The Sydney Morning Herald, Australia’s oldest continuously published newspaper currently owned by Australian Media Company Nine Entertainment, is reporting that Chinese internal politics are more unstable than previously known, especially as the Communist Party of China (CPC) and two-term president Xi Jinping enter what is called “selection season” – the months in the lead up to the Party Congress in 2022. Xi will be vying for a third presidential term after, like President Vladimir Putin in Russia, removing term limits for the presidency.
Vetting sources is critical when considering publicly available information (PAI) to assess the “palace intrigue” of the CPC. The Herald article – “Purges, a plot and the real reason why Xi Jinping might be afraid to leave China” – bases its reporting on the following interesting and reliable sources, which we encourage our readership to vet further:
- Richard McGregor – Senior Fellow for East Asia at the Lowy Institute
- CNN reportage on the downfall of China’s former Minister of Justice Fu Zhenghua – He helped bring down one of China’s most corrupt officials. So why is the country cheering his downfall?, as well as reporting by Japan’s Nikkei Asia Analysis: The man who knew too much of Xi’s power plays is out.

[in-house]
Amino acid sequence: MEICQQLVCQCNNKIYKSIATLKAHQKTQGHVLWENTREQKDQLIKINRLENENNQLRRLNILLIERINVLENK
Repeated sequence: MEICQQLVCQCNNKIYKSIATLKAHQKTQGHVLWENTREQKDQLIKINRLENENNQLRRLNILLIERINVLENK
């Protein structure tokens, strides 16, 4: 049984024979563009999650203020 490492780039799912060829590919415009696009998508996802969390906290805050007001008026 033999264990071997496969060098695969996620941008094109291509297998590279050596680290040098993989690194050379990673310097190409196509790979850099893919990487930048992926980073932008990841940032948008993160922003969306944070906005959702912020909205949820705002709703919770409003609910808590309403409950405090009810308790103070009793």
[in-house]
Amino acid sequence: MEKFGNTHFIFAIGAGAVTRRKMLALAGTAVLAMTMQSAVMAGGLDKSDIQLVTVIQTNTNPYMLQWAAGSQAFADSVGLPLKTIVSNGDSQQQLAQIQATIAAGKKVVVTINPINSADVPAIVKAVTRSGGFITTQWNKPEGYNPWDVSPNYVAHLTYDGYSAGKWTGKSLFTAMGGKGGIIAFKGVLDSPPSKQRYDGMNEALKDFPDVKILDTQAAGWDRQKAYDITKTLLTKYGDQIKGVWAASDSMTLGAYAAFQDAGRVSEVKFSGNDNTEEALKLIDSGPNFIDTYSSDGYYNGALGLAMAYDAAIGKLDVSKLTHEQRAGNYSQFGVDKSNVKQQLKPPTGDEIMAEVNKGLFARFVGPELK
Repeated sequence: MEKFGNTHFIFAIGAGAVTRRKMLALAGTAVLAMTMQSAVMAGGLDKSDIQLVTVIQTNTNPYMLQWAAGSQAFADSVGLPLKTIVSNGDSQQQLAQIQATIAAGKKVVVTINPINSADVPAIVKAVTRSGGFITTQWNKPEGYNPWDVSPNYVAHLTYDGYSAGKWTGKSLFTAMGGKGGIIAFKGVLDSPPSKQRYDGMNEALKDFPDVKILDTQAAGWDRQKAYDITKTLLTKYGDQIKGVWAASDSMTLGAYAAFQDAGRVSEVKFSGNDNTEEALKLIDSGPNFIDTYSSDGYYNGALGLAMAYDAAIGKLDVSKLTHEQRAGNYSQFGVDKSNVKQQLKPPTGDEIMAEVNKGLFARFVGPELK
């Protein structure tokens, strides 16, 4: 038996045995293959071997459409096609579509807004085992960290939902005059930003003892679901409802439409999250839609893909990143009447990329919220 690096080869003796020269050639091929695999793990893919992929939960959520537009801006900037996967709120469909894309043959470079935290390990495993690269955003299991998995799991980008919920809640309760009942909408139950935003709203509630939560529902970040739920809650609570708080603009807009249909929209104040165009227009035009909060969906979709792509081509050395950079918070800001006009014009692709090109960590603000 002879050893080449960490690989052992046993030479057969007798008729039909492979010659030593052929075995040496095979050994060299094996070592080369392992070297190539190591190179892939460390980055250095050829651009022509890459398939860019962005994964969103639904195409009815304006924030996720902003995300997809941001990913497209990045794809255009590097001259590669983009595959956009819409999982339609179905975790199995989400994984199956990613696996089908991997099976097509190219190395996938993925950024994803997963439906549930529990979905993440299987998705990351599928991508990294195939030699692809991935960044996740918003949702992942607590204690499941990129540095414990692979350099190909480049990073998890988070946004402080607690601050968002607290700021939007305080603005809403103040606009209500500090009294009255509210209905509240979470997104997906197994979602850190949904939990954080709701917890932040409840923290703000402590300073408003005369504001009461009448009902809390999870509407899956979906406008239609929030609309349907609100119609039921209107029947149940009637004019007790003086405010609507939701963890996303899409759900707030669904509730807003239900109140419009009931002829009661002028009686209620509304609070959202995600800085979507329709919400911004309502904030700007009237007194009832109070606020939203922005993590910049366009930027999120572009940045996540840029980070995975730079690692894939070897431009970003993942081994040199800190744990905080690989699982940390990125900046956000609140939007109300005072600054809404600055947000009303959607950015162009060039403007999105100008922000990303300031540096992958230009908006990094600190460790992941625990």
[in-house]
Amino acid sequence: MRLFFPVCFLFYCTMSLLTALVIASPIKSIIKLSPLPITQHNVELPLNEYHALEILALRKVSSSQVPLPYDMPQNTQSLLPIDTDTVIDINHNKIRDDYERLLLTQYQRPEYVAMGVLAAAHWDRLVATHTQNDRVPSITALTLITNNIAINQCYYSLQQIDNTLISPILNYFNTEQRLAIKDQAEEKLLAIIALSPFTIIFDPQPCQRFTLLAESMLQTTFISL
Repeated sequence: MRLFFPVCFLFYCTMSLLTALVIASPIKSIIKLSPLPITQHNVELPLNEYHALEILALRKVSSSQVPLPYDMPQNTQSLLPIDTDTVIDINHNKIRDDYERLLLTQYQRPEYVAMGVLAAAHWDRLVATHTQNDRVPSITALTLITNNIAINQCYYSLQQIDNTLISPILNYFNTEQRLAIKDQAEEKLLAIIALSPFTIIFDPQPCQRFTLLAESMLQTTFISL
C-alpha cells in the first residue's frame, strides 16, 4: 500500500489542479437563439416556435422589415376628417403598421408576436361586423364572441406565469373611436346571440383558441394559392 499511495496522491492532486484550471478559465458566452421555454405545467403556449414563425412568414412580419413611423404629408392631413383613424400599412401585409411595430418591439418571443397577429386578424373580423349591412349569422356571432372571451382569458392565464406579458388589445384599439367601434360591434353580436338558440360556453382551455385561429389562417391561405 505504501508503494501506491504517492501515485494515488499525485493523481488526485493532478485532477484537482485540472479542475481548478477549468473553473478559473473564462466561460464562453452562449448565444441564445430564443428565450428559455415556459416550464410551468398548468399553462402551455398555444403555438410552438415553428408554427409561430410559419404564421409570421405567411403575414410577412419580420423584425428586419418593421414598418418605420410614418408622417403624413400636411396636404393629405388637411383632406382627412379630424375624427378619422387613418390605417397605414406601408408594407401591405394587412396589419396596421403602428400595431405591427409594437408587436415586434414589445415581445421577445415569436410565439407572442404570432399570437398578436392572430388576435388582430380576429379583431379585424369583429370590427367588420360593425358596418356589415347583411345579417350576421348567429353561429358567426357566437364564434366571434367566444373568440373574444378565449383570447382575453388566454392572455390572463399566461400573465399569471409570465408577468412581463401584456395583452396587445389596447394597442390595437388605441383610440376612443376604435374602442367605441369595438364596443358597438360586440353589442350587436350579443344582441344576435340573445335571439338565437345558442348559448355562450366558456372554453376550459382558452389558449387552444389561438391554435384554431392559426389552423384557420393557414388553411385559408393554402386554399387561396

- Willy Wo-Lap Lam is considered an expert on Chinese politics. His perspective is found at Xi Facing Opposition on Different Fronts in Run-Up to Key Party Plenum
- On more of the fate of Chinese billionaire Lai Xiaomin (who was executed in January of this year) that the Herald article alleges funded posthumously a plot again Xi Jinping led by Fu Zhenghua, see the Reuters coverage: Former China Huarong chairman executed after bribery conviction
- The CPC Central Committee Bimonthly, QIUSHI
- NetEase and Sohu.com – For what it is worth, Herald Reporter Peter Hartcher felt the need to discuss the credibility of these two sources in the article.
Based on these sources, the Herald reports that Xi and his loyalists have experienced a plot against their power; have deployed subsequent purges of power based on these challenges; and question the loyalty of their top military brass in China. Details of these events include:
- The Man Who Knew Too Much: In the last week, Xi has made moves against two internal security officials responsible for China’s internal security: Fu Zhenghua, who served as vice-minister and also as China’s Justice Minister. According to the Herald, Fu was in charge of China’s “police, secret police, prosecution and court system, putting him at the pinnacle of the country’s political-legal apparatus.” Japan’s Nikkei newspaper describes Fu as “the man who knew too much of Xi’s power plays”. China watcher Willy Lam notes that “Fu lost favour because he was seen to be involved in building cliques and factions within the police apparatus. What Xi and all-party leaders are paranoid about is senior cadres building cliques and factions because they could be up to all sorts of conspiracy and so forth.”